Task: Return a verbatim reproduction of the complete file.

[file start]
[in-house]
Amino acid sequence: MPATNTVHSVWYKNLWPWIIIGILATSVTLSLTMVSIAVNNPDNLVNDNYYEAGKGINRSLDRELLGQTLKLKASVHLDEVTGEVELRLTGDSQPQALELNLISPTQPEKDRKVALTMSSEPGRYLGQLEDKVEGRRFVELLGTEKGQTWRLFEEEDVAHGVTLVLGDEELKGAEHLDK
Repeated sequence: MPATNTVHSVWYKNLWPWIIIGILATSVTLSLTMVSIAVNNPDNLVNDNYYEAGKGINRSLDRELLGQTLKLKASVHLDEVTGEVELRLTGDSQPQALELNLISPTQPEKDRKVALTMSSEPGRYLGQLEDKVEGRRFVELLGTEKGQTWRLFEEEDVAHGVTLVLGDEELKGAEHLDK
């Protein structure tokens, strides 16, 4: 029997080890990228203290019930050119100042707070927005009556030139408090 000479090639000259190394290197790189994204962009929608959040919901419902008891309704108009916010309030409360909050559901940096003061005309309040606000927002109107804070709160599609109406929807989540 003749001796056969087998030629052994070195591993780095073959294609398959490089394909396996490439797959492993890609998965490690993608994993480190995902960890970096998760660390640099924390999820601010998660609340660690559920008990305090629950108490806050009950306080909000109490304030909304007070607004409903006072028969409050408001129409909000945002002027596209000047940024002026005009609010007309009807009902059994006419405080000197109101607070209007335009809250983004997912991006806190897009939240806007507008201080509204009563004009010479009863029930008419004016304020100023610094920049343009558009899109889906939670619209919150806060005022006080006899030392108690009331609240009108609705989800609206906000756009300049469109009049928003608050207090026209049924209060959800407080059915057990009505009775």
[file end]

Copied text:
[in-house]
Amino acid sequence: MPATNTVHSVWYKNLWPWIIIGILATSVTLSLTMVSIAVNNPDNLVNDNYYEAGKGINRSLDRELLGQTLKLKASVHLDEVTGEVELRLTGDSQPQALELNLISPTQPEKDRKVALTMSSEPGRYLGQLEDKVEGRRFVELLGTEKGQTWRLFEEEDVAHGVTLVLGDEELKGAEHLDK
Repeated sequence: MPATNTVHSVWYKNLWPWIIIGILATSVTLSLTMVSIAVNNPDNLVNDNYYEAGKGINRSLDRELLGQTLKLKASVHLDEVTGEVELRLTGDSQPQALELNLISPTQPEKDRKVALTMSSEPGRYLGQLEDKVEGRRFVELLGTEKGQTWRLFEEEDVAHGVTLVLGDEELKGAEHLDK
């Protein structure tokens, strides 16, 4: 029997080890990228203290019930050119100042707070927005009556030139408090 000479090639000259190394290197790189994204962009929608959040919901419902008891309704108009916010309030409360909050559901940096003061005309309040606000927002109107804070709160599609109406929807989540 003749001796056969087998030629052994070195591993780095073959294609398959490089394909396996490439797959492993890609998965490690993608994993480190995902960890970096998760660390640099924390999820601010998660609340660690559920008990305090629950108490806050009950306080909000109490304030909304007070607004409903006072028969409050408001129409909000945002002027596209000047940024002026005009609010007309009807009902059994006419405080000197109101607070209007335009809250983004997912991006806190897009939240806007507008201080509204009563004009010479009863029930008419004016304020100023610094920049343009558009899109889906939670619209919150806060005022006080006899030392108690009331609240009108609705989800609206906000756009300049469109009049928003608050207090026209049924209060959800407080059915057990009505009775």